Dave Dombrowski spoke to the media Tuesday afternoon, addressing the current state of the Red Sox, and where they stand headed into the offseason.
For the most part, Dombrowski did not provide revelations so much as reaffirmations of what Red Sox fans already expected. For example:
- The Red Sox could use a front-line starting pitcher to lead the rotation.
- Jackie Bradley Jr., Rusney Castillo, and Mookie Betts are currently set to form the starting outfield.
- They plan to have Hanley Ramirez as the starting first baseman, with Travis Shaw as a strong backup option and Sam Travis in the pipe for the near future.
- Koji Uehara is the closer, but the Red Sox need bullpen help. Specifically a "backup closer" to ensure Tazawa can stay locked in as the eighth inning man.
- The Red Sox would like to trade Allen Craig and oh please God will somebody take Allen Craig? (Not his exact words.)
It wasn't all boiler plate, exactly. We did learn that Clay Buchholz is in good health which, with health pretty consistently the difference between Buchholz being a strong rotation option and a complete disaster, is excellent to hear this early on. Dombrowski also remarked that he thought Rusney Castillo tired towards the end of the season (not at all surprising given the lighter schedule in Cuba), that the 2016 payroll would likely not be down from the 2015 mark.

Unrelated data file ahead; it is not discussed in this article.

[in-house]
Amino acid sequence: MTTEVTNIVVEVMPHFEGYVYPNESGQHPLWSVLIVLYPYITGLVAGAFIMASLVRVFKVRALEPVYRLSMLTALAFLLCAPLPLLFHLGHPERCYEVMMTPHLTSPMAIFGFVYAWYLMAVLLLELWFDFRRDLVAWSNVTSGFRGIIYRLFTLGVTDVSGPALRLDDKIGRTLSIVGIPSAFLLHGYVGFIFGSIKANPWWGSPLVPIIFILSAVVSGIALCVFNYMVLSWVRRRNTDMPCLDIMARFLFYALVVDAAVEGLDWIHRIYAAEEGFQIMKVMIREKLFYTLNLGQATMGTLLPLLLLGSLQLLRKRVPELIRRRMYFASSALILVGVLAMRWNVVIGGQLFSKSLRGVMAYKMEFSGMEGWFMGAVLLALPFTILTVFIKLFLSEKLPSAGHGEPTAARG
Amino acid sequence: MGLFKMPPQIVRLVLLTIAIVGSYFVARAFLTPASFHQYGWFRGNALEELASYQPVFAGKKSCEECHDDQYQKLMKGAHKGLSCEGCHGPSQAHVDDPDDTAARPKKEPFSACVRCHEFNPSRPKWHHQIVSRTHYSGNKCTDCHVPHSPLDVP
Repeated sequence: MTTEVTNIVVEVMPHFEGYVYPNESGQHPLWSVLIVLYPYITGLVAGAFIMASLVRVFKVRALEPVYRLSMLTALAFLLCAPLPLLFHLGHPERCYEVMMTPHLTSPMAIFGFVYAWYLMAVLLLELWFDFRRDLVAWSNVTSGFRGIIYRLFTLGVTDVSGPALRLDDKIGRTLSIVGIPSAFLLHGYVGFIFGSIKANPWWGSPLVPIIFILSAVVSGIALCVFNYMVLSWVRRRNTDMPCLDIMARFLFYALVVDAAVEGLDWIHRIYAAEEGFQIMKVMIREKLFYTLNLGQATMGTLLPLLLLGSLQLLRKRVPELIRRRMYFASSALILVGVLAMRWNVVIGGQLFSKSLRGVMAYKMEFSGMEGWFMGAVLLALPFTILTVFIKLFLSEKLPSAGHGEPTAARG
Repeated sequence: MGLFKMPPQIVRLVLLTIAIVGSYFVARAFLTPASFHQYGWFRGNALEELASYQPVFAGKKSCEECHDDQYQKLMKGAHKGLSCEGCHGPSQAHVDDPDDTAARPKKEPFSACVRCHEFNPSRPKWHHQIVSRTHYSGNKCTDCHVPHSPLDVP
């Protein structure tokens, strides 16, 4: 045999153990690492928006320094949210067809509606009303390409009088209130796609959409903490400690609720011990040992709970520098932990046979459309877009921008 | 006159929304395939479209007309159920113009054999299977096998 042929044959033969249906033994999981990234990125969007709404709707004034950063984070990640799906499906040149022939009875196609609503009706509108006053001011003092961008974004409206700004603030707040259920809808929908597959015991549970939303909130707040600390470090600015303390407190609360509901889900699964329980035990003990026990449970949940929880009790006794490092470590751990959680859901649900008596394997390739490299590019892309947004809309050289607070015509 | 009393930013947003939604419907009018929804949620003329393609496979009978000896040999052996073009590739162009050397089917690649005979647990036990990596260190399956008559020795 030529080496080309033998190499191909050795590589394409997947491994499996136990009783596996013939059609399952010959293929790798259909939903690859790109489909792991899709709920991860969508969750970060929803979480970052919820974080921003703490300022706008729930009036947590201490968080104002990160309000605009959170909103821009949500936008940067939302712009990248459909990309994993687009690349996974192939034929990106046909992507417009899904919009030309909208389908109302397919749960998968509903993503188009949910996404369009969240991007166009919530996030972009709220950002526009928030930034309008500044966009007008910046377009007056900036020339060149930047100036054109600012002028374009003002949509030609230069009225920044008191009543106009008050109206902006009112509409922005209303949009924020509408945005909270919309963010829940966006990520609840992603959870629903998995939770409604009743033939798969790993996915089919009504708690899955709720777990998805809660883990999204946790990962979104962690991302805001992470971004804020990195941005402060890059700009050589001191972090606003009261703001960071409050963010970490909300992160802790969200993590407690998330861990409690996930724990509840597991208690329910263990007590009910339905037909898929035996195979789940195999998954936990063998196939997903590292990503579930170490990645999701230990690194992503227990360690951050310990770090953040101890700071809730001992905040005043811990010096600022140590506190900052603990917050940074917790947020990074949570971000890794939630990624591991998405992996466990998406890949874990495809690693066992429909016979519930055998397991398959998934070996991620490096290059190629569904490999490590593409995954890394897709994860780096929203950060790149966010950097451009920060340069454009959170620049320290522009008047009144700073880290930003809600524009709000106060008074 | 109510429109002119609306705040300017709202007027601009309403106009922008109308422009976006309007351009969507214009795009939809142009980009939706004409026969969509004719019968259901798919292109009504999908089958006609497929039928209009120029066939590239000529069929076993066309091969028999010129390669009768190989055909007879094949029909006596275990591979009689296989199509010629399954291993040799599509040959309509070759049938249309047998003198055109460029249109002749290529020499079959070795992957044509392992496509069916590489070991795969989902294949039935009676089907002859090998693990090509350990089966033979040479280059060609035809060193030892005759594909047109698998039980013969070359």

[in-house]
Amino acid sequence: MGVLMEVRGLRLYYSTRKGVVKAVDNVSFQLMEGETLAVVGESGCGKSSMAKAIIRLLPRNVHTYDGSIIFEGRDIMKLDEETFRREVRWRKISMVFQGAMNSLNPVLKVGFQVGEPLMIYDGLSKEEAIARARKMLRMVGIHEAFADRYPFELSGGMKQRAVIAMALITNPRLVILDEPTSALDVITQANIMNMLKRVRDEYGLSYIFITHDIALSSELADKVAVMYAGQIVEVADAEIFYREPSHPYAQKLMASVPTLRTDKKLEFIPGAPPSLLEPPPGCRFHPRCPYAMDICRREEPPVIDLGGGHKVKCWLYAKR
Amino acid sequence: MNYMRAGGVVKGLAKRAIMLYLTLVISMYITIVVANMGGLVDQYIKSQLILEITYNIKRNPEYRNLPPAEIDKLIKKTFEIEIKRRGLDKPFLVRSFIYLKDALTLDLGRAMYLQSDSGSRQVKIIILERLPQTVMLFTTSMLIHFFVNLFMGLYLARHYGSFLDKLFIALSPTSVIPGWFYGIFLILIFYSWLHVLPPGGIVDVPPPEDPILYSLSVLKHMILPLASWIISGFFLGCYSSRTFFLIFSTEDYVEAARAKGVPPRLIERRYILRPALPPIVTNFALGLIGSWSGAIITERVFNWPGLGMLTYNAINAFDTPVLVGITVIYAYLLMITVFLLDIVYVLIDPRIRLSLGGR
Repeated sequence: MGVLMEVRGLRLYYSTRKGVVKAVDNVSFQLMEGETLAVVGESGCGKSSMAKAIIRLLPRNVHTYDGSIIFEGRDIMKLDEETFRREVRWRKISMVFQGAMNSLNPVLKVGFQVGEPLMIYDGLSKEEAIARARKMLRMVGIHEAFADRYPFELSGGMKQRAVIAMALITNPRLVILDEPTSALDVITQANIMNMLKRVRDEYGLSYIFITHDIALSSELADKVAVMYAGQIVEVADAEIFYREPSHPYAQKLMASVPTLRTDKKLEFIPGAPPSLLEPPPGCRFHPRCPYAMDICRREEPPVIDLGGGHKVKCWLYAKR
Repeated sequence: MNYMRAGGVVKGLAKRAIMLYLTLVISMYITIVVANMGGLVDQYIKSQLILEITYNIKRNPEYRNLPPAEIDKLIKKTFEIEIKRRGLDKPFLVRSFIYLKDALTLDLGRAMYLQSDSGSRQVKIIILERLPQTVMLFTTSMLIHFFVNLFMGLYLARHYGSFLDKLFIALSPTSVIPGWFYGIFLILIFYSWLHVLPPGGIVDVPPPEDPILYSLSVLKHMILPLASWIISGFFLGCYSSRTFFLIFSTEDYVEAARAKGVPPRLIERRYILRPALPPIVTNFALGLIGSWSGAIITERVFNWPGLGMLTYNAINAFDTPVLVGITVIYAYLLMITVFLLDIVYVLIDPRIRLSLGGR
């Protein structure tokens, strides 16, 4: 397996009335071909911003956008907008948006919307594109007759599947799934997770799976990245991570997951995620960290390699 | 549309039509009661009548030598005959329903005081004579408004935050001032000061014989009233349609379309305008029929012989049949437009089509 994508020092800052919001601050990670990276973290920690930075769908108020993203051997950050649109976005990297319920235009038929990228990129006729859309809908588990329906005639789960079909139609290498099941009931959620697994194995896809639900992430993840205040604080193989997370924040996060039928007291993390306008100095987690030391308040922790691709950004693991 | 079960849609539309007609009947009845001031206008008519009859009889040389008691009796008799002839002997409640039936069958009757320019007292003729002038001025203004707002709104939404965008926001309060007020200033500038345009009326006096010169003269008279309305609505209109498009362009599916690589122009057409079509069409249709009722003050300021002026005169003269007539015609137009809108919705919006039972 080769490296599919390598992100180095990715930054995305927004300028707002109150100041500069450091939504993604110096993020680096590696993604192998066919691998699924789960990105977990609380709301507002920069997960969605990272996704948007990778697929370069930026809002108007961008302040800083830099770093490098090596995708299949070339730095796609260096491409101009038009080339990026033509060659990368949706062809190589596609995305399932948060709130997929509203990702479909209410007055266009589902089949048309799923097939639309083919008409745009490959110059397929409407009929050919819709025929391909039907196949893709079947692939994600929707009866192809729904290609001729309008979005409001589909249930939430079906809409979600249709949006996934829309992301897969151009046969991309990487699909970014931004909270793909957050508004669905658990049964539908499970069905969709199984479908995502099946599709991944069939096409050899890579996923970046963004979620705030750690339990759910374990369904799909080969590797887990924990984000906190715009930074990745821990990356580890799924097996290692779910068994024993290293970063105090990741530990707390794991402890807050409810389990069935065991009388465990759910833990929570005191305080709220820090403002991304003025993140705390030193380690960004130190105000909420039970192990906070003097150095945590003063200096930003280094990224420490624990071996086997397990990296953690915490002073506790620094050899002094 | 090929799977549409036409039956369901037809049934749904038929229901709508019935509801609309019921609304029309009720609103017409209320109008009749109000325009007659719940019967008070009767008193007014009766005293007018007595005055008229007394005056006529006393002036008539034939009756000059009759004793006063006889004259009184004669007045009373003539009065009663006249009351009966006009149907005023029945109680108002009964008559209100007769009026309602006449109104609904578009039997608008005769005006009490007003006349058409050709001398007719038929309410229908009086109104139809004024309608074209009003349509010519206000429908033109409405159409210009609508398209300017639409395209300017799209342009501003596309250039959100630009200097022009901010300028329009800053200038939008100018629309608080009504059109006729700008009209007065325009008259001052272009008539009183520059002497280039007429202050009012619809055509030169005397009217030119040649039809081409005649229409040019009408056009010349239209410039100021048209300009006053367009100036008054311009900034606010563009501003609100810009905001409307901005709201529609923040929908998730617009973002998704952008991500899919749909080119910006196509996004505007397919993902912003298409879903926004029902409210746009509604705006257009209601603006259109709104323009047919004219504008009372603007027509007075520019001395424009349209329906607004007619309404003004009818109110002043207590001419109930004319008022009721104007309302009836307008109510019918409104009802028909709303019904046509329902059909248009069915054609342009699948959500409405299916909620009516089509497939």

So that's all well and good. It also doesn't necessarily mean all that much. It gives you an idea of where the Red Sox are starting from, yes, but no guarantees where they'll end up. Hanley Ramirez, for instance, is the starting first baseman. But if the Red Sox find someone who's willing to take him and a good chunk of his salary off their hands, it's hard to imagine they won't jump at the opportunity. Koji Uehara is the closer, but if the Red Sox really need to give that job to a free agent/trade target to get them on board, then maybe he'll be asked to take on a "fireman" role to maximize his impact while minimizing his work. Even that outfield could change under the right circumstances.
Take Dombrowski's words for what they are: a starting point. It's where the Red Sox will be building from, and if nobody shows up with any interesting curveballs, likely the plan they will follow. But it's almost five months until spring training, and the offseason always has its fair share of madness. Even the best laid of plans are subject to change.